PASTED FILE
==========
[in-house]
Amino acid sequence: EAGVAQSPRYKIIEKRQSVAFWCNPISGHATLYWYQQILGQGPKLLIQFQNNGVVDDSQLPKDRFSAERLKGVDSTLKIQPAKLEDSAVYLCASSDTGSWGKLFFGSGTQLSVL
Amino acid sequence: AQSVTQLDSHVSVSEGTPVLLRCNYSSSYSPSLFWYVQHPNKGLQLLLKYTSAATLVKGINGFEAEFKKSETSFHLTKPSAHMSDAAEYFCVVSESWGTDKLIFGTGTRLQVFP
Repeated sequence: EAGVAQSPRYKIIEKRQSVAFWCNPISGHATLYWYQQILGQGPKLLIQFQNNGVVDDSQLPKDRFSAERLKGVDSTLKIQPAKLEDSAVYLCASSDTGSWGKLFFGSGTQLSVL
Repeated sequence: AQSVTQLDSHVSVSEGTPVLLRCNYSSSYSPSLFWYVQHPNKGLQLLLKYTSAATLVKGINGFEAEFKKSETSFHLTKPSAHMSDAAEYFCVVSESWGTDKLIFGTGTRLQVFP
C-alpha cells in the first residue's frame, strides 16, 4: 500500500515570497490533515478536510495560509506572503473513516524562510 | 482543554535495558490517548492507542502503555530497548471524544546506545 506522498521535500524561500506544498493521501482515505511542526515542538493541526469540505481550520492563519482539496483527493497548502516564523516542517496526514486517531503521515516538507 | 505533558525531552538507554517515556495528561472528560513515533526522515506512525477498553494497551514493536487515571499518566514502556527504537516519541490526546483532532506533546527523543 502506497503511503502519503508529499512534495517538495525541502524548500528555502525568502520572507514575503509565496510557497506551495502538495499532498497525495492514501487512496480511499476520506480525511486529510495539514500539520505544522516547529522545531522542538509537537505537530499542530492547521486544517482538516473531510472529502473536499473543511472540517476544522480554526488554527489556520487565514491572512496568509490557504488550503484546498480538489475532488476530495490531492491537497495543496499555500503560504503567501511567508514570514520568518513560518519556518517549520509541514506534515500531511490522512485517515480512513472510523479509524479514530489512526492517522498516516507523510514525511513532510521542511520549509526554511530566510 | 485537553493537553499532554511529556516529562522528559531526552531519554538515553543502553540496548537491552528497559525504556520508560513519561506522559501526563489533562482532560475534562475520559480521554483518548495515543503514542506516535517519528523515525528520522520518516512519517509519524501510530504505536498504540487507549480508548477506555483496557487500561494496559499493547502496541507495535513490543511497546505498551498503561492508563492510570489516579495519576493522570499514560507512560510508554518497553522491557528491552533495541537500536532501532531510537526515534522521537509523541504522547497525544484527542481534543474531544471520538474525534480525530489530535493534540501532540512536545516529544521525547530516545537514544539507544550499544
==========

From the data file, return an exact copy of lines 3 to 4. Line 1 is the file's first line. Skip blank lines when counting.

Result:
Amino acid sequence: AQSVTQLDSHVSVSEGTPVLLRCNYSSSYSPSLFWYVQHPNKGLQLLLKYTSAATLVKGINGFEAEFKKSETSFHLTKPSAHMSDAAEYFCVVSESWGTDKLIFGTGTRLQVFP
Repeated sequence: EAGVAQSPRYKIIEKRQSVAFWCNPISGHATLYWYQQILGQGPKLLIQFQNNGVVDDSQLPKDRFSAERLKGVDSTLKIQPAKLEDSAVYLCASSDTGSWGKLFFGSGTQLSVL